People with abandonment issues struggle with a deep fear of being hurt, rejected or abandoned. Usually, a fear of abandonment develops in responses to specific painful or traumatic experiences like childhood abuse, neglect, or the loss of a loved one. Abandonment issues are closely linked to insecure attachment styles which are characterized by difficulty forming close, stable relationships with others.
If you or a loved one is struggling with abandonment issues, therapy may be able to help you move forward. If you are currently in a relationship that is being affected by your abandonment issues, consider seeking out a therapist who specializes in couples therapy.
Understanding the Fear of Abandonment
Fears of abandonment can usually be traced back to specific painful experiences of being betrayed, hurt, or abandoned by someone. Often, abandonment issues stem from early childhood traumas involving a parent or caregiver. Early interactions between a child and their parent or caregiver impact all aspects of a child’s physical, cognitive, social, and emotional development, and abandonment issues stemming from childhood often persist into adulthood.3
When parents and caregivers respond in consistent warm, attentive ways to the feelings and needs of children, children develop a “secure attachment” and are able to develop normally. When this does not happen, the child remains in a state of chronic stress and fear, stunting their development and preventing specific important social and emotional milestones from being reached. This leads to the development of an “insecure attachment style.”2,3
Attachment styles are relevant to several aspects of a child’s development, and continue to impact a person across the lifespan.7 Attachment styles affect a person’s ability to develop healthy, trusting relationships and to connect with others. Attachment styles also influence the way that a person perceives themselves and others, helping form core beliefs that inform their actions and choices. The ability to communicate feelings, wants and needs is also influenced by attachment styles, as is the way a person responds to conflict and stress.3,7
Types of Insecure Attachments Related to Abandonment Issues
According to Attachment Theory, credited to the work of John Bowlby, early childhood interactions between a child and their caregivers is a primary determinant of whether a person develops a secure or insecure attachment style. According to the theory, children with warm, consistently responsive caregivers will go on to develop a secure attachment.3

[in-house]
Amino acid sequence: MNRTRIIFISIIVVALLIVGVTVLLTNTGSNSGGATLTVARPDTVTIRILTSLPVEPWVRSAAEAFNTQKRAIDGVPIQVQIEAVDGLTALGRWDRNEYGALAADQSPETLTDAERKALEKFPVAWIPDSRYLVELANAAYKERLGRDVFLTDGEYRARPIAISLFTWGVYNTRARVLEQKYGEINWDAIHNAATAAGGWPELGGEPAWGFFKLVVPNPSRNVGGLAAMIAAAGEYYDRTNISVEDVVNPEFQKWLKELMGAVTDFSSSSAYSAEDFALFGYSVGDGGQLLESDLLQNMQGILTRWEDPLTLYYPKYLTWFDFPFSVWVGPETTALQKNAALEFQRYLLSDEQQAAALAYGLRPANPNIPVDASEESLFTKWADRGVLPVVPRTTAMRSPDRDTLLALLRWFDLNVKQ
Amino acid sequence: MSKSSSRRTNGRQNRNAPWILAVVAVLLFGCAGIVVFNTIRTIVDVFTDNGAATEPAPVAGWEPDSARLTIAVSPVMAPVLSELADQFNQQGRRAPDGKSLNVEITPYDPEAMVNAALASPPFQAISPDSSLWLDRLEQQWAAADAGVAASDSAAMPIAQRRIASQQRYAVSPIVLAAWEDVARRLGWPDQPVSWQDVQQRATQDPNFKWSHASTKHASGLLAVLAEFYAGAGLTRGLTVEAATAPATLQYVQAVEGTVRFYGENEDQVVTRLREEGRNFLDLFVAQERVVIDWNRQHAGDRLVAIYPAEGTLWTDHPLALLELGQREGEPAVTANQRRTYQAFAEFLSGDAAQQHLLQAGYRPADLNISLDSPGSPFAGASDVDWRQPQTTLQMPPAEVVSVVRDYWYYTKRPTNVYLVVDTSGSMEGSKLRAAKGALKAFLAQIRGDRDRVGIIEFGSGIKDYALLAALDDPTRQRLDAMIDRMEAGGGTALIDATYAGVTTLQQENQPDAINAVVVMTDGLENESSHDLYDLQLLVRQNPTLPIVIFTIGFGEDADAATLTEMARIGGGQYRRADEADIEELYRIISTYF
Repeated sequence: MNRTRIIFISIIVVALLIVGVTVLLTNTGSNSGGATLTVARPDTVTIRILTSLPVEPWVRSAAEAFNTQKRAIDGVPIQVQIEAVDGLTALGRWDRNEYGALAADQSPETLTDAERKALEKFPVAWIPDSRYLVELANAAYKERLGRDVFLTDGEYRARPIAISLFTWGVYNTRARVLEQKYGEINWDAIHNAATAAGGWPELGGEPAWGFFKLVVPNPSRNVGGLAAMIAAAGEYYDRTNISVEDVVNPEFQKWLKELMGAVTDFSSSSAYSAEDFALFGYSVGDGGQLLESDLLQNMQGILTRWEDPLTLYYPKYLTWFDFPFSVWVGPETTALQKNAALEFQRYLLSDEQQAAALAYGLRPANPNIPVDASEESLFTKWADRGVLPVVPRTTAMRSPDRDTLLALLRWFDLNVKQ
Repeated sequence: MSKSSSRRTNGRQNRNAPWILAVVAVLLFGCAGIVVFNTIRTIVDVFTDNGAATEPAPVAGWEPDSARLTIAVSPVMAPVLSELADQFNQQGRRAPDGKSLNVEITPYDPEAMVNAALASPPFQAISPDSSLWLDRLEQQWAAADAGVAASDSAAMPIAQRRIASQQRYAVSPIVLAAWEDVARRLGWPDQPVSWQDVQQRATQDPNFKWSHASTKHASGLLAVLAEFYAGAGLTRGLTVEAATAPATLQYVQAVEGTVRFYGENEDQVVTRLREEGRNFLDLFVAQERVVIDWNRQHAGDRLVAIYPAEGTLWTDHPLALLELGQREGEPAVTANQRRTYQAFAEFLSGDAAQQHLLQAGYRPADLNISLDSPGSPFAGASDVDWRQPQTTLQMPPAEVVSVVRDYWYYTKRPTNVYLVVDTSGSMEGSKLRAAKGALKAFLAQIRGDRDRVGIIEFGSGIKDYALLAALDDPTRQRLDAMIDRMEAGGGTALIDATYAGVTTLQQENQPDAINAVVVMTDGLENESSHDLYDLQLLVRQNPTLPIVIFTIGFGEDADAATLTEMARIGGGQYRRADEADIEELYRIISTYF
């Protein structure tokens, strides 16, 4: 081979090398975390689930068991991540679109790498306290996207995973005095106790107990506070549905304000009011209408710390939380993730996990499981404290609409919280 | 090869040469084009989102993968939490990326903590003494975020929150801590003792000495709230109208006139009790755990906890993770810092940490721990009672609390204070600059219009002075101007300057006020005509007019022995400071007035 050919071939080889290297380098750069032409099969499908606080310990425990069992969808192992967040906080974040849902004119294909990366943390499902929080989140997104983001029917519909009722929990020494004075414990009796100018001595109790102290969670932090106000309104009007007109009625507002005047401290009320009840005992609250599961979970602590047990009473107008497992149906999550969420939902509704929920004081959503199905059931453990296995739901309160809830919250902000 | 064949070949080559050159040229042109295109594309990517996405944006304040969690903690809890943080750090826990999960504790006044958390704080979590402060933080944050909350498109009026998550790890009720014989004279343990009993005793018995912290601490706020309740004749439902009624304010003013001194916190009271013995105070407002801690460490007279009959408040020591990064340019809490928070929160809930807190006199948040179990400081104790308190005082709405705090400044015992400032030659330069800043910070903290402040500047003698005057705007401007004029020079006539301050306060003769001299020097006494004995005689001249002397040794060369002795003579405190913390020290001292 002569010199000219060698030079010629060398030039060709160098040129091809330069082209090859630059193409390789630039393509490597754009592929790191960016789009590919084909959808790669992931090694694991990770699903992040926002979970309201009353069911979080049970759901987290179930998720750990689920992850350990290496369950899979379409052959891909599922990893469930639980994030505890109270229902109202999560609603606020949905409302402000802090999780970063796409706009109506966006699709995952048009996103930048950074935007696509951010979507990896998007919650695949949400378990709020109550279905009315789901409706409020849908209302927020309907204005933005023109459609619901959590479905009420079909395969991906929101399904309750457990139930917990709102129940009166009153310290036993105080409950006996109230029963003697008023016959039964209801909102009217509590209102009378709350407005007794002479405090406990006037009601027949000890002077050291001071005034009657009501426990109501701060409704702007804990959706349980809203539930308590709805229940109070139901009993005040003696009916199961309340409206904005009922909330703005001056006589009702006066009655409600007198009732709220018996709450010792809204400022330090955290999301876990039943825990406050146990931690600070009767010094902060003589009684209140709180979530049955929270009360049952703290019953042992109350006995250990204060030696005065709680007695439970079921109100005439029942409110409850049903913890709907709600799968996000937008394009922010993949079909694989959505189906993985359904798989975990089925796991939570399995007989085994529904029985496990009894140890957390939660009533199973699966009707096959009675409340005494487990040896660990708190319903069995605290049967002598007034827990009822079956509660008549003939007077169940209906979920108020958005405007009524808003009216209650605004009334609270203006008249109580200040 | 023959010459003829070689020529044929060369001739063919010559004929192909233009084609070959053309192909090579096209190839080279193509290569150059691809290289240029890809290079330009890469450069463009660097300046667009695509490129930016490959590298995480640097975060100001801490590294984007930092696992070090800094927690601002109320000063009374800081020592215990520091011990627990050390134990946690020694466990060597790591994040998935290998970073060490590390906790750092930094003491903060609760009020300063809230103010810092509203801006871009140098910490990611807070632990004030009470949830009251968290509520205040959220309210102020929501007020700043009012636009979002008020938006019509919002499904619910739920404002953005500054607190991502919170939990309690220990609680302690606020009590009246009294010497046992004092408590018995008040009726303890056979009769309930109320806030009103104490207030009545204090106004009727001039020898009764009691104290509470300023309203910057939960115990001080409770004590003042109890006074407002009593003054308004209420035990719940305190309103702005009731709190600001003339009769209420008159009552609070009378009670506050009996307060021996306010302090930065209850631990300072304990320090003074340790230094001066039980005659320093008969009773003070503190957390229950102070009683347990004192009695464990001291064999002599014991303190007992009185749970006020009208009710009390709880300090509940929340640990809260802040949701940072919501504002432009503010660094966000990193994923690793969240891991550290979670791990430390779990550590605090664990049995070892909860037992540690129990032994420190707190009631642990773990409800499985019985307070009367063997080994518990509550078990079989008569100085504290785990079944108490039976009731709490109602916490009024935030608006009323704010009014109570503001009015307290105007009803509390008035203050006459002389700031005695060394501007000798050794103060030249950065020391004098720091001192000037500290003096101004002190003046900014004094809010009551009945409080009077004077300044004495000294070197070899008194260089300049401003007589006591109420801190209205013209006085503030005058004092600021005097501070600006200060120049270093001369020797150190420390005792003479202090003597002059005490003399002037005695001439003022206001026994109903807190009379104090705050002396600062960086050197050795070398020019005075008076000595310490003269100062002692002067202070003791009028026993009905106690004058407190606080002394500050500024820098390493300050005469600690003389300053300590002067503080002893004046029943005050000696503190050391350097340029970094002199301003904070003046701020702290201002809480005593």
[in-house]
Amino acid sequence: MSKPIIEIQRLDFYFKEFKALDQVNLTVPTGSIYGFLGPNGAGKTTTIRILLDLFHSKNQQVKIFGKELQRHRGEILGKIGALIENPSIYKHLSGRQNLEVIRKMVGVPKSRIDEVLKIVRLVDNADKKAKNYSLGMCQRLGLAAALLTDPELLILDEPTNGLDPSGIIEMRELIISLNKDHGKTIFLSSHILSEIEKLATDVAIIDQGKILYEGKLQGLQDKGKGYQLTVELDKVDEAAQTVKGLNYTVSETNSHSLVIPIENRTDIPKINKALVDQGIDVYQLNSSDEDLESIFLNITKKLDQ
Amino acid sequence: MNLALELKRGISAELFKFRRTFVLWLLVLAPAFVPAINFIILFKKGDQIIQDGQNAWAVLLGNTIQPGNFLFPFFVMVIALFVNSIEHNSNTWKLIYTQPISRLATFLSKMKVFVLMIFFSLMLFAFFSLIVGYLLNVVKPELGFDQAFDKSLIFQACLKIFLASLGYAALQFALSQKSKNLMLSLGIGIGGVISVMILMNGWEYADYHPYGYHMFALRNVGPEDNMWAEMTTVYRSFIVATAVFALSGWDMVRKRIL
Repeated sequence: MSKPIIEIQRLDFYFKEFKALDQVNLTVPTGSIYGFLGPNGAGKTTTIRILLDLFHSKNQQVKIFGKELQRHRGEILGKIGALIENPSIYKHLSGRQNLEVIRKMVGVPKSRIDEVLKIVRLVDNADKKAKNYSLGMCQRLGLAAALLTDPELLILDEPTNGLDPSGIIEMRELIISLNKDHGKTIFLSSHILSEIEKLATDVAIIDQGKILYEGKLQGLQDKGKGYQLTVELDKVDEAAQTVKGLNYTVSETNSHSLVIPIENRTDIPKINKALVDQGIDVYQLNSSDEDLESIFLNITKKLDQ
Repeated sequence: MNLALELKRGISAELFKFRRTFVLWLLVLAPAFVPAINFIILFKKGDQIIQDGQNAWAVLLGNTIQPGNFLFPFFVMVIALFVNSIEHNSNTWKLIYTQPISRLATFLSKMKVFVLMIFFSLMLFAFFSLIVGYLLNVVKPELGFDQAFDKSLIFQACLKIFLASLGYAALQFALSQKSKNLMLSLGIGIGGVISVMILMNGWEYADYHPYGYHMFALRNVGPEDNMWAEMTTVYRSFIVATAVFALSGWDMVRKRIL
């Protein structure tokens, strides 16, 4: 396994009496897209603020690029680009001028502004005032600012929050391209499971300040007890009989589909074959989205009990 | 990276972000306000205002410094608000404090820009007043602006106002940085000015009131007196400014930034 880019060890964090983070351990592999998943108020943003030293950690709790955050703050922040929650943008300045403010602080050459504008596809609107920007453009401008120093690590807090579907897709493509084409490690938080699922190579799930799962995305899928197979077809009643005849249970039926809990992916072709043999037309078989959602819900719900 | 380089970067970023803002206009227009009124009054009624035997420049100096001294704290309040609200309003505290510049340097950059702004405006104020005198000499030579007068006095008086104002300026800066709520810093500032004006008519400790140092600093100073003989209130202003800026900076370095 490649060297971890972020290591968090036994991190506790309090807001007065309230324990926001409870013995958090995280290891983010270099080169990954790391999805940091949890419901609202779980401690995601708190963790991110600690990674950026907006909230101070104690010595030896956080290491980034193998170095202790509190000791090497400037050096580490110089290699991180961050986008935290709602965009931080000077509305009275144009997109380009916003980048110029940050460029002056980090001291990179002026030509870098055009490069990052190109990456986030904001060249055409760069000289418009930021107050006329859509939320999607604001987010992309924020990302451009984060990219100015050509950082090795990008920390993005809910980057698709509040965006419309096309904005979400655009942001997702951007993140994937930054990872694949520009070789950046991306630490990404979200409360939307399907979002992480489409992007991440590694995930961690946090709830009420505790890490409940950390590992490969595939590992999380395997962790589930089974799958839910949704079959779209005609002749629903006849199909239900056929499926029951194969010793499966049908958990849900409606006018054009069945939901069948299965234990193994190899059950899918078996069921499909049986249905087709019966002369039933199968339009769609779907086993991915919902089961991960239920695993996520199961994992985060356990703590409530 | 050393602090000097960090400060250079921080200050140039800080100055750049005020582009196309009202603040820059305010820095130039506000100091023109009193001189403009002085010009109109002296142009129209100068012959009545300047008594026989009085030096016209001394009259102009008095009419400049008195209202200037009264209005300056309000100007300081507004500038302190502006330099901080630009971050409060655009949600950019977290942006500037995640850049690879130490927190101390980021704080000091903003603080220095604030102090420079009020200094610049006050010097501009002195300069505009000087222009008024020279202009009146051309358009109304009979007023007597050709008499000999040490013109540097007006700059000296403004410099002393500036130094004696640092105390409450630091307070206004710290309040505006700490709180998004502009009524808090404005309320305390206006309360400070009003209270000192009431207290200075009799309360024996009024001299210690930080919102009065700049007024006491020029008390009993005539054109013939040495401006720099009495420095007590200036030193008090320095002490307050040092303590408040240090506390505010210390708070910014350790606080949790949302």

A secure attachment style represents a person who learns to trust and open up to others, is responsive and warm to others, and can form healthy and close relationships. Those without these experiences may go on to develop an insecure attachment.3
Most researchers agree that there are three distinct types of insecure attachment styles. Each of the insecure attachment styles is believed to stem from relational trauma, and more specifically from early interactions with caregivers who were unresponsive, unpredictable, or abusive. Each insecure attachment style features distinct patterns of behavior, defense mechanisms, and ways of coping with the fear of abandonment.
The three insecure attachment styles are:1,5
Avoidant Attachment Style
People with an avoidant attachment style tend to cope with abandonment issues by not allowing people to get close to them, and not opening up and trusting others. They may be characteristically distant, private, or withdrawn. They often fear commitment and avoid conflict by either shutting down, leaving, or even ending the relationship.
Anxious Attachment Style
People with an anxious attachment style cope with fears of abandonment by latching on to others and developing intensely close and dependent relationships. They often are needy, persistent, and have difficulty separating themselves from their partner in healthy ways. They tend to be emotionally reactive, interpreting conflict or arguments as a signal that their partner will leave them and engaging in fear-based behavior to avoid being abandoned.
Disorganized Attachment Style
People with a disorganized attachment style tend to be uncomfortable with intimacy and closeness, and often lack empathy. This attachment style is distinguished by inconsistencies in the way a person behaves and responds in relationships, sometimes exhibiting features of either anxious or avoidant styles.5 Disorganized attachment is sometimes associated with antisocial, narcissistic, or borderline personality traits and disorders.
Signs of Abandonment Issues
Abandonment issues show up in a person’s relationships, and tend to impact romantic relationships the most. People with abandonment issues are more likely to have developed specific defense mechanisms that make it more difficult to form close, healthy relationships. The particular types of defense mechanisms a person with abandonment issues develops can be different. These are categorized as different “attachment styles.”
Signs of Abandonment Issues in Children
In children, abandonment issues often show up as anxiety, especially when separating from a caregiver. Children with abandonment issues may be more easily upset and often have difficulty regulating their emotions. They may exhibit negative attention-seeking behaviors and have outbursts or tantrums.
They can either demonstrate avoidant or antisocial behaviors, withdrawing from peers or bullying others. They might also be either very fearful of adults or overly trusting, developing fast dependencies.3,5,7
Signs of Abandonment Issues in Adults
Adults with abandonment issues will display similar unhealthy patterns in their relationships. Some will push people away, withdraw and avoid trusting or opening up to people. Others will become overly needy in relationships, and will develop patterns of codependency, relying on the other person to meet all of their emotional needs.